Round-up of news stories from across the EU
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EU: As Terrorists Cross Borders, Europe Sees Anew That Its Intelligence Does Not (New York Times, link): "By now it is abundantly clear that the terrorists who work for the Islamic State think, cooperate and operate across borders, ignoring national boundaries. The increasingly urgent question for Europe in its struggle against them is, Can it do the same?
The outlook is not promising. On Wednesday there were renewed calls for a pan-European intelligence agency that would effectively share information from different countries. Members of the European Parliament took to the airwaves and print to denounce, again, the lack of coordination.
Yet the hurdles are as basic as national pride and bureaucratic turf protection, with experts pointing out that even within nations, intelligence-gathering agencies France alone has some 33 of them have trouble cooperating."
EU-DENMARK: Minister: Denmarks security opt-out problematic after Brussels attacks (EurActiv, link): "Denmarks Minister for Justice Søren Pind worries that his country will increasingly miss out on important information that could prevent terror attacks, after EU ministers yesterday (24 March) agreed to step up the information sharing between intelligence services.
Since Denmark voted to keep its opt-out on justice and home affairs in December 2015, the country has been negotiating a special deal for a continued Europol cooperation, but this deal is likely to keep the Scandinavian country out of the most essential parts of the anti-terrorism fight."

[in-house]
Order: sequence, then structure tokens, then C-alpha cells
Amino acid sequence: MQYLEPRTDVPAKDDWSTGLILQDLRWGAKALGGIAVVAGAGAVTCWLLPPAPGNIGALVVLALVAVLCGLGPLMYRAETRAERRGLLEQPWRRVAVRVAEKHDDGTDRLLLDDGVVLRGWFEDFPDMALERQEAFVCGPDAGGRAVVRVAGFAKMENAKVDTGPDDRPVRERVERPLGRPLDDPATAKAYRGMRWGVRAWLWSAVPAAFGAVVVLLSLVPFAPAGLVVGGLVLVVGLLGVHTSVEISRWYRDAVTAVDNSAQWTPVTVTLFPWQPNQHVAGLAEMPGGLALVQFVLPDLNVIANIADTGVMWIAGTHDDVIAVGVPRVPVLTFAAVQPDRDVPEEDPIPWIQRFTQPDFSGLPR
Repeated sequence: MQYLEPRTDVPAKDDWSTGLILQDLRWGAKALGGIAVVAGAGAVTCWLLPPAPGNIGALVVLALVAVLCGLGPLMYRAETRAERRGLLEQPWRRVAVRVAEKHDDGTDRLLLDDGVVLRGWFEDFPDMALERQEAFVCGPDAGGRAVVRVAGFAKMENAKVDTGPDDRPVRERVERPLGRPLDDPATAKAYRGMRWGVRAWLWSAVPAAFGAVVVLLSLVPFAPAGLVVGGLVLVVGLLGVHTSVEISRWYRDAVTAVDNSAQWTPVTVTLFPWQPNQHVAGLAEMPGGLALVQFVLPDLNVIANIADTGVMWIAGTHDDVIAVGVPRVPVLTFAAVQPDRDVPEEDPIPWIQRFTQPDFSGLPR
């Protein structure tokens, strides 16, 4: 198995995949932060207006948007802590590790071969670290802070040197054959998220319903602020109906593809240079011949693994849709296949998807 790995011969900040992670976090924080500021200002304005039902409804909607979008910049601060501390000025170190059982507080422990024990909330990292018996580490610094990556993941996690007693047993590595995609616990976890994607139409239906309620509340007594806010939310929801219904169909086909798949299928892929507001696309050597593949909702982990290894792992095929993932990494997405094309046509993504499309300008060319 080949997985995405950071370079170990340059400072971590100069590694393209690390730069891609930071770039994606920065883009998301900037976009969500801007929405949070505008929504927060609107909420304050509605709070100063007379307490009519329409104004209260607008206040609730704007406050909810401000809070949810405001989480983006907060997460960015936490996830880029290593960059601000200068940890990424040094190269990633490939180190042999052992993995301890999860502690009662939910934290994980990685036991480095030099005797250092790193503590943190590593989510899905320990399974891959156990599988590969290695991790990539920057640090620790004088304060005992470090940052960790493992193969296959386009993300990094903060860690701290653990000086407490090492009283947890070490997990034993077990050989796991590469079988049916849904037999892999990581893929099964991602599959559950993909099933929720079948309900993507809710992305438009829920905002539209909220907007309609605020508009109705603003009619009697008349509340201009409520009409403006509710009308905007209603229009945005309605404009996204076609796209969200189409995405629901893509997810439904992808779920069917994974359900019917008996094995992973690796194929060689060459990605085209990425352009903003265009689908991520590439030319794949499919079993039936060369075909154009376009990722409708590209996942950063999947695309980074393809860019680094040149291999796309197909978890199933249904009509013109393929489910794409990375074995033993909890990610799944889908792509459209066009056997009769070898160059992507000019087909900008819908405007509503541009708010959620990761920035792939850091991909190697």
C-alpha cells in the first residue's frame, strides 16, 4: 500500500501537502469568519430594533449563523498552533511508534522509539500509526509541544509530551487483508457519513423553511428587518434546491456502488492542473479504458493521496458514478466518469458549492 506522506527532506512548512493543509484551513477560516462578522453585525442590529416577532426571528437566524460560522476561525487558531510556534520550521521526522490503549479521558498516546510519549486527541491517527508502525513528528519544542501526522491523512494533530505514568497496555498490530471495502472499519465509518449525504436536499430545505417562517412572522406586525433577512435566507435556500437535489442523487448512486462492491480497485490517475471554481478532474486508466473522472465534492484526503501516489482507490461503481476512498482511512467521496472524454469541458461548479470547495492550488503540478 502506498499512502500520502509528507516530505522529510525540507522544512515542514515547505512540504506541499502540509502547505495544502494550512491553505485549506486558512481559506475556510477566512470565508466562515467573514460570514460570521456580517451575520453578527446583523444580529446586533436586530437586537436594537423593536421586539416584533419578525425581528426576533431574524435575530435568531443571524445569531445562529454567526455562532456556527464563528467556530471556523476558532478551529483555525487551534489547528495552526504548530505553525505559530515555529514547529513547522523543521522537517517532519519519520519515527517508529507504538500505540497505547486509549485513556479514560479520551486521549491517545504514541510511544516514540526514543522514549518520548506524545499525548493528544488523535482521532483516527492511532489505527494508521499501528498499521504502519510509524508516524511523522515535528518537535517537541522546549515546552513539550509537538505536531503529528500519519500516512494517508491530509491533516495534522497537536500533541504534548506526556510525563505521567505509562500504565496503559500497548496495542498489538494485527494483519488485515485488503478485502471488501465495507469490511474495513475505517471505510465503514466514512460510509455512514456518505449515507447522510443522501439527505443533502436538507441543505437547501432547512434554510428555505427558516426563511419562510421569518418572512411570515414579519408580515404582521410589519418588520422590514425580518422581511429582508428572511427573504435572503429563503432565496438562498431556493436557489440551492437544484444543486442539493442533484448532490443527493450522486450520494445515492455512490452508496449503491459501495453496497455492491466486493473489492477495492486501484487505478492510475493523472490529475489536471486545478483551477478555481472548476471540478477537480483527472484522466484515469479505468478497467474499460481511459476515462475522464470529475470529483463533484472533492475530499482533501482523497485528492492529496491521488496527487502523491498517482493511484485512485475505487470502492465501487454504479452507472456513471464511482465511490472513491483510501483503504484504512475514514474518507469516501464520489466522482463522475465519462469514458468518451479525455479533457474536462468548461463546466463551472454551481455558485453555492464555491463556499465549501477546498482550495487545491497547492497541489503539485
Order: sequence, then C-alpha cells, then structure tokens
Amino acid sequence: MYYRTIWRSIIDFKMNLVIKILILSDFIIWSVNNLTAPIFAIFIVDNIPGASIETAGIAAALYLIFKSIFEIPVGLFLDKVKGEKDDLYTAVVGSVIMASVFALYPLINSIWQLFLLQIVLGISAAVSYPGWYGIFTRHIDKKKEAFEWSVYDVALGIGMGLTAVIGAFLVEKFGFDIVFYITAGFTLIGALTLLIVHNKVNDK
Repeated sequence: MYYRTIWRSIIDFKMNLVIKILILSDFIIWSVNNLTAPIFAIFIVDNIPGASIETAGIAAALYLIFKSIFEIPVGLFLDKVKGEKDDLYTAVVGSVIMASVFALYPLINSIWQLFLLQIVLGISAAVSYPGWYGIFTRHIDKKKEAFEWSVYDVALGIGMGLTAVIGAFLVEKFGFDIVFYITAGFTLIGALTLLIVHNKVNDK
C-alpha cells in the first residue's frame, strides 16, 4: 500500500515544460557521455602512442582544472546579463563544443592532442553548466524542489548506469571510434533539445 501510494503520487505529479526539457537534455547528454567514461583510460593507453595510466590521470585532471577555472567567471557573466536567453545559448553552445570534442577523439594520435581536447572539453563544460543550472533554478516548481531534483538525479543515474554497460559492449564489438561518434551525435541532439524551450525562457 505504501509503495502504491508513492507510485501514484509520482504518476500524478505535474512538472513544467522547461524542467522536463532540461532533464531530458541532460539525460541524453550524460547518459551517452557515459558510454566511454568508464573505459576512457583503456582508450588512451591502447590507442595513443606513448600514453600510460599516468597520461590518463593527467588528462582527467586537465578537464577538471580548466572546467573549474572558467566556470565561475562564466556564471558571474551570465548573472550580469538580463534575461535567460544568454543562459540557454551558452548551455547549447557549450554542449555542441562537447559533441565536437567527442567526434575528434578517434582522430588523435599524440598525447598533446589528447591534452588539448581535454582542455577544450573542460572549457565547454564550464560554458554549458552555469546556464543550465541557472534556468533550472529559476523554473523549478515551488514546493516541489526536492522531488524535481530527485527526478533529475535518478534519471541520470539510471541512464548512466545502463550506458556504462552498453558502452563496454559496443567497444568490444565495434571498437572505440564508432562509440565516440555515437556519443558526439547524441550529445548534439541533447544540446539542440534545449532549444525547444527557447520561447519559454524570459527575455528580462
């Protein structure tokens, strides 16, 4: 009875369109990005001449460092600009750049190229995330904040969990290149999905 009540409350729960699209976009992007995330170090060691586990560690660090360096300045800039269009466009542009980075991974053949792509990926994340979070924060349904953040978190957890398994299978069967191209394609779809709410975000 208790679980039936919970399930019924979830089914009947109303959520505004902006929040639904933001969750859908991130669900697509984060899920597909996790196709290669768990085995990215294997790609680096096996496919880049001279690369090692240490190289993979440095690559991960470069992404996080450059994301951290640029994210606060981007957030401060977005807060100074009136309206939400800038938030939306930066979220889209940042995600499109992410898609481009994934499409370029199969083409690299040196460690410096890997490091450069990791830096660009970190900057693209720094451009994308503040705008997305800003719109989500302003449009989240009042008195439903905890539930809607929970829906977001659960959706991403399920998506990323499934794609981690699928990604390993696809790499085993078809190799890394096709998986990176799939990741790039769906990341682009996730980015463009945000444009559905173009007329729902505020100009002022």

HUNGARY: Parliamentary committee takes 20 minutes clearing bill enabling PM Orbán free hand on spending (Politics.hu, link): "It took no more than 20 minutes for Parliaments budget committee last week to approve a proposal that would authorize the prime minister to decide single-handedly on any state spending, reports 444.hu.
The proposal, which is said to be the brainchild of government office chief János Lázár, would exempt the government and Viktor Orbán from needing Parliaments approval for spending from the state budget. This would mean that the government can issue a decree on a certain spending item and the resources will be automatically accounted for in the state budget. The last time this method was in use was before the change of systems in 1990."
ITALY-ECHR: European Court issues emergency measure to stop Italy from evicting Roma family (European Roma Rights Centre, link): "A disabled Romani woman and her daughter stopped their eviction by getting the European Court of Human Rights to issue an emergency measure moments before closing for the holiday weekend. The women, who have lived with other family members for years in a temporary segregated, Roma-only shelter run by the City of Rome, were threatened with eviction last week. Now in a decision made within 24 hours, the European Court of Human Rights told the Italian Government not to evict the family."
Polish government backs EU-wide exchange of air passenger data (Radio Poland, link): "Interior Minister Mariusz Blaszczak joined his EU counterparts in calling for the adoption of the Passenger Name Record (PNR) directive by the European Parliament.
An extraordinary meeting of justice and security ministers in Brussels on Thursday came two days after suicide bombers killed over 30 people in the Belgian capital.
The PNR would give security services of each member state access to an extensive database of information on air passengers."
UK: Art and the Law: Obscene Publications (Index on Censorship, link): "Freedom of expression is essential to the arts. But the laws and practices that protect and nurture free expression are often poorly understood both by practitioners and by those enforcing the law. The law itself is often contradictory, and even the rights that underpin the laws are fraught with qualifications that can potentially undermine artistic free expression.